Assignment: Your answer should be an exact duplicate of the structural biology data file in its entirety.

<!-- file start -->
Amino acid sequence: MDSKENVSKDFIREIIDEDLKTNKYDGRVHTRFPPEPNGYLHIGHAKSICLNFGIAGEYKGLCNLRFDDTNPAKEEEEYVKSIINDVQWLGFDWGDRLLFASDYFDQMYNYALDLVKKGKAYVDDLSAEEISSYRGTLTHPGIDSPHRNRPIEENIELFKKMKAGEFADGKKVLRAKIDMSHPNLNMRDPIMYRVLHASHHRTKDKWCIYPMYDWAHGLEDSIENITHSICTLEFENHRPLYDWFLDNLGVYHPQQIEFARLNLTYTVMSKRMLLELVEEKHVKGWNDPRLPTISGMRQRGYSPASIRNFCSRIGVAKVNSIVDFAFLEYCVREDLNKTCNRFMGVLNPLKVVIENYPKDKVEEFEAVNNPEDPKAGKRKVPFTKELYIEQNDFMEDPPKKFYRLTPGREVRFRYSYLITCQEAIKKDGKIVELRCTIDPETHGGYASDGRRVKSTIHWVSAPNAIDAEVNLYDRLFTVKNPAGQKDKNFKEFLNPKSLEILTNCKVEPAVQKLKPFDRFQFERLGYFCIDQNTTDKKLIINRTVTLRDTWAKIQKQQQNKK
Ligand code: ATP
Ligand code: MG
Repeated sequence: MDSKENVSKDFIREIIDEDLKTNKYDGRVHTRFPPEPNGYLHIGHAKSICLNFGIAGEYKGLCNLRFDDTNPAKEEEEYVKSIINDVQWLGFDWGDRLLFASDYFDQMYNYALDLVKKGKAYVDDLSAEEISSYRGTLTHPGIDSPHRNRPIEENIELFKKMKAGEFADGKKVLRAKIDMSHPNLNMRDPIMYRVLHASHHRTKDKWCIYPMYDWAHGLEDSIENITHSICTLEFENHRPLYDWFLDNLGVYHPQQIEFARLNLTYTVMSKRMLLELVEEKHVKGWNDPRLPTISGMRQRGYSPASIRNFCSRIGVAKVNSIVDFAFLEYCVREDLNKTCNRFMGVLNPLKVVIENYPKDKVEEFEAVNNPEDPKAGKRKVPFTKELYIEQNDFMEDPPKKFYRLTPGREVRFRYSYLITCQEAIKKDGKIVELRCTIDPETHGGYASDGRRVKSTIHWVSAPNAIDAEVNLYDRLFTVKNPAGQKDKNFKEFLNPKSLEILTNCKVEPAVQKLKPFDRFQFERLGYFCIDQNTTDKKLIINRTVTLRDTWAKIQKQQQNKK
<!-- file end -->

Amino acid sequence: MDSKENVSKDFIREIIDEDLKTNKYDGRVHTRFPPEPNGYLHIGHAKSICLNFGIAGEYKGLCNLRFDDTNPAKEEEEYVKSIINDVQWLGFDWGDRLLFASDYFDQMYNYALDLVKKGKAYVDDLSAEEISSYRGTLTHPGIDSPHRNRPIEENIELFKKMKAGEFADGKKVLRAKIDMSHPNLNMRDPIMYRVLHASHHRTKDKWCIYPMYDWAHGLEDSIENITHSICTLEFENHRPLYDWFLDNLGVYHPQQIEFARLNLTYTVMSKRMLLELVEEKHVKGWNDPRLPTISGMRQRGYSPASIRNFCSRIGVAKVNSIVDFAFLEYCVREDLNKTCNRFMGVLNPLKVVIENYPKDKVEEFEAVNNPEDPKAGKRKVPFTKELYIEQNDFMEDPPKKFYRLTPGREVRFRYSYLITCQEAIKKDGKIVELRCTIDPETHGGYASDGRRVKSTIHWVSAPNAIDAEVNLYDRLFTVKNPAGQKDKNFKEFLNPKSLEILTNCKVEPAVQKLKPFDRFQFERLGYFCIDQNTTDKKLIINRTVTLRDTWAKIQKQQQNKK
Ligand code: ATP
Ligand code: MG
Repeated sequence: MDSKENVSKDFIREIIDEDLKTNKYDGRVHTRFPPEPNGYLHIGHAKSICLNFGIAGEYKGLCNLRFDDTNPAKEEEEYVKSIINDVQWLGFDWGDRLLFASDYFDQMYNYALDLVKKGKAYVDDLSAEEISSYRGTLTHPGIDSPHRNRPIEENIELFKKMKAGEFADGKKVLRAKIDMSHPNLNMRDPIMYRVLHASHHRTKDKWCIYPMYDWAHGLEDSIENITHSICTLEFENHRPLYDWFLDNLGVYHPQQIEFARLNLTYTVMSKRMLLELVEEKHVKGWNDPRLPTISGMRQRGYSPASIRNFCSRIGVAKVNSIVDFAFLEYCVREDLNKTCNRFMGVLNPLKVVIENYPKDKVEEFEAVNNPEDPKAGKRKVPFTKELYIEQNDFMEDPPKKFYRLTPGREVRFRYSYLITCQEAIKKDGKIVELRCTIDPETHGGYASDGRRVKSTIHWVSAPNAIDAEVNLYDRLFTVKNPAGQKDKNFKEFLNPKSLEILTNCKVEPAVQKLKPFDRFQFERLGYFCIDQNTTDKKLIINRTVTLRDTWAKIQKQQQNKK